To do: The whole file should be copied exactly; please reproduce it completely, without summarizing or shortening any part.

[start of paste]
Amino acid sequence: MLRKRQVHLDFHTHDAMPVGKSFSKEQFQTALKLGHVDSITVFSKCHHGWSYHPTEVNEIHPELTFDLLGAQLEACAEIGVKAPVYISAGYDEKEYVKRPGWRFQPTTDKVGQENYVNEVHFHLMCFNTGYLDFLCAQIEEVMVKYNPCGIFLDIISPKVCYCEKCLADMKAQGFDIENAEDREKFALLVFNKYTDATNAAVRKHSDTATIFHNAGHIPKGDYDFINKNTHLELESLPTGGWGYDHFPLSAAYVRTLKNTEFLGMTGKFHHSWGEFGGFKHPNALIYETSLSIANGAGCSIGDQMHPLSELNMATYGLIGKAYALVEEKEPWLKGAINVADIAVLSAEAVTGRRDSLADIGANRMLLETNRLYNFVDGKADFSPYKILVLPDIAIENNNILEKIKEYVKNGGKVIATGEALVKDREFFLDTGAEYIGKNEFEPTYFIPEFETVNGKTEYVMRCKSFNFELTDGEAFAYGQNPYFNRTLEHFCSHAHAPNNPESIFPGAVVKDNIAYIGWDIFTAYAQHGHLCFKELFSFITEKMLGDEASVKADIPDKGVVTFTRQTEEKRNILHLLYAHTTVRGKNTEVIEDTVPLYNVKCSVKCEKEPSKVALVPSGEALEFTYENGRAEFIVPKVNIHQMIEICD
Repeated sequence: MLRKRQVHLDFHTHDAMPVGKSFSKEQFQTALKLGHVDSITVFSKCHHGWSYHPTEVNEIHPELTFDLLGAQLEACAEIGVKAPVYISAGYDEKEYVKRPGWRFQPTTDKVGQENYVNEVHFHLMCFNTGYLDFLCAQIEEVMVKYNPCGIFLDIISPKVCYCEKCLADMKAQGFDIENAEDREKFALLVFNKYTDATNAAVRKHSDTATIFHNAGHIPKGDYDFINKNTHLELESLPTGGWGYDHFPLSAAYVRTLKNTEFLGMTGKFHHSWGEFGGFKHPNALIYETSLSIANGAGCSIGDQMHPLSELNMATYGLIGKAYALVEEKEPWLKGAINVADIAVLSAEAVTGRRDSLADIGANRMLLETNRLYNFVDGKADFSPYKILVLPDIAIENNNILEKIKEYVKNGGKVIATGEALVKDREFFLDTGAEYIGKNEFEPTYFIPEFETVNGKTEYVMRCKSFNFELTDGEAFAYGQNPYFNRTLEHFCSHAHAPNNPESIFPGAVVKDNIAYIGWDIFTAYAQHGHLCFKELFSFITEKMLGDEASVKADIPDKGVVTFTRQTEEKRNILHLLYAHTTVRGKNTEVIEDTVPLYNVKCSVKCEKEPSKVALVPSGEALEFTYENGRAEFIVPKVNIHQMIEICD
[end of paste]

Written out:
Amino acid sequence: MLRKRQVHLDFHTHDAMPVGKSFSKEQFQTALKLGHVDSITVFSKCHHGWSYHPTEVNEIHPELTFDLLGAQLEACAEIGVKAPVYISAGYDEKEYVKRPGWRFQPTTDKVGQENYVNEVHFHLMCFNTGYLDFLCAQIEEVMVKYNPCGIFLDIISPKVCYCEKCLADMKAQGFDIENAEDREKFALLVFNKYTDATNAAVRKHSDTATIFHNAGHIPKGDYDFINKNTHLELESLPTGGWGYDHFPLSAAYVRTLKNTEFLGMTGKFHHSWGEFGGFKHPNALIYETSLSIANGAGCSIGDQMHPLSELNMATYGLIGKAYALVEEKEPWLKGAINVADIAVLSAEAVTGRRDSLADIGANRMLLETNRLYNFVDGKADFSPYKILVLPDIAIENNNILEKIKEYVKNGGKVIATGEALVKDREFFLDTGAEYIGKNEFEPTYFIPEFETVNGKTEYVMRCKSFNFELTDGEAFAYGQNPYFNRTLEHFCSHAHAPNNPESIFPGAVVKDNIAYIGWDIFTAYAQHGHLCFKELFSFITEKMLGDEASVKADIPDKGVVTFTRQTEEKRNILHLLYAHTTVRGKNTEVIEDTVPLYNVKCSVKCEKEPSKVALVPSGEALEFTYENGRAEFIVPKVNIHQMIEICD
Repeated sequence: MLRKRQVHLDFHTHDAMPVGKSFSKEQFQTALKLGHVDSITVFSKCHHGWSYHPTEVNEIHPELTFDLLGAQLEACAEIGVKAPVYISAGYDEKEYVKRPGWRFQPTTDKVGQENYVNEVHFHLMCFNTGYLDFLCAQIEEVMVKYNPCGIFLDIISPKVCYCEKCLADMKAQGFDIENAEDREKFALLVFNKYTDATNAAVRKHSDTATIFHNAGHIPKGDYDFINKNTHLELESLPTGGWGYDHFPLSAAYVRTLKNTEFLGMTGKFHHSWGEFGGFKHPNALIYETSLSIANGAGCSIGDQMHPLSELNMATYGLIGKAYALVEEKEPWLKGAINVADIAVLSAEAVTGRRDSLADIGANRMLLETNRLYNFVDGKADFSPYKILVLPDIAIENNNILEKIKEYVKNGGKVIATGEALVKDREFFLDTGAEYIGKNEFEPTYFIPEFETVNGKTEYVMRCKSFNFELTDGEAFAYGQNPYFNRTLEHFCSHAHAPNNPESIFPGAVVKDNIAYIGWDIFTAYAQHGHLCFKELFSFITEKMLGDEASVKADIPDKGVVTFTRQTEEKRNILHLLYAHTTVRGKNTEVIEDTVPLYNVKCSVKCEKEPSKVALVPSGEALEFTYENGRAEFIVPKVNIHQMIEICD